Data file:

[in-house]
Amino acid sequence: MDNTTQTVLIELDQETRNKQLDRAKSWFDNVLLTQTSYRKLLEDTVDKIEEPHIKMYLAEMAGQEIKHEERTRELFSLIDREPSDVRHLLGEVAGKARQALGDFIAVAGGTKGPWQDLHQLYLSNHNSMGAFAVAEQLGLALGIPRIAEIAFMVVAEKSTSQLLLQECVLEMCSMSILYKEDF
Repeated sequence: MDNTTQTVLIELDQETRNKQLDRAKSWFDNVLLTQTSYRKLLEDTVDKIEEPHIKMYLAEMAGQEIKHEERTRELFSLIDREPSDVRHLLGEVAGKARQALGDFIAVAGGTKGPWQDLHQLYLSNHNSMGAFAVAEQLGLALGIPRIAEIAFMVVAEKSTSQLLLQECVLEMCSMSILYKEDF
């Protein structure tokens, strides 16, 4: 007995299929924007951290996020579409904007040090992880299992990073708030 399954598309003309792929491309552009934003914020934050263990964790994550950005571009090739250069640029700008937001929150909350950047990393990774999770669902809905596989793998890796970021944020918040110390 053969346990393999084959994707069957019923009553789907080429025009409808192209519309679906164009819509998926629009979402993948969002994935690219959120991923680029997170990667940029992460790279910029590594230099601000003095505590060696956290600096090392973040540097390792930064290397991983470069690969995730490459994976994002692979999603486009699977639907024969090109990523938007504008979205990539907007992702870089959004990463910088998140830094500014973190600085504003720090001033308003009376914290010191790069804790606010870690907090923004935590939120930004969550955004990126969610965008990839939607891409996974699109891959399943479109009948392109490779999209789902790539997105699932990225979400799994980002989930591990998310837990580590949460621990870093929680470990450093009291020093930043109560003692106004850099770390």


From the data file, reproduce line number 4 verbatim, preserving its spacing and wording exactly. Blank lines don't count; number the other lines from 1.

């Protein structure tokens, strides 16, 4: 007995299929924007951290996020579409904007040090992880299992990073708030 399954598309003309792929491309552009934003914020934050263990964790994550950005571009090739250069640029700008937001929150909350950047990393990774999770669902809905596989793998890796970021944020918040110390 053969346990393999084959994707069957019923009553789907080429025009409808192209519309679906164009819509998926629009979402993948969002994935690219959120991923680029997170990667940029992460790279910029590594230099601000003095505590060696956290600096090392973040540097390792930064290397991983470069690969995730490459994976994002692979999603486009699977639907024969090109990523938007504008979205990539907007992702870089959004990463910088998140830094500014973190600085504003720090001033308003009376914290010191790069804790606010870690907090923004935590939120930004969550955004990126969610965008990839939607891409996974699109891959399943479109009948392109490779999209789902790539997105699932990225979400799994980002989930591990998310837990580590949460621990870093929680470990450093009291020093930043109560003692106004850099770390």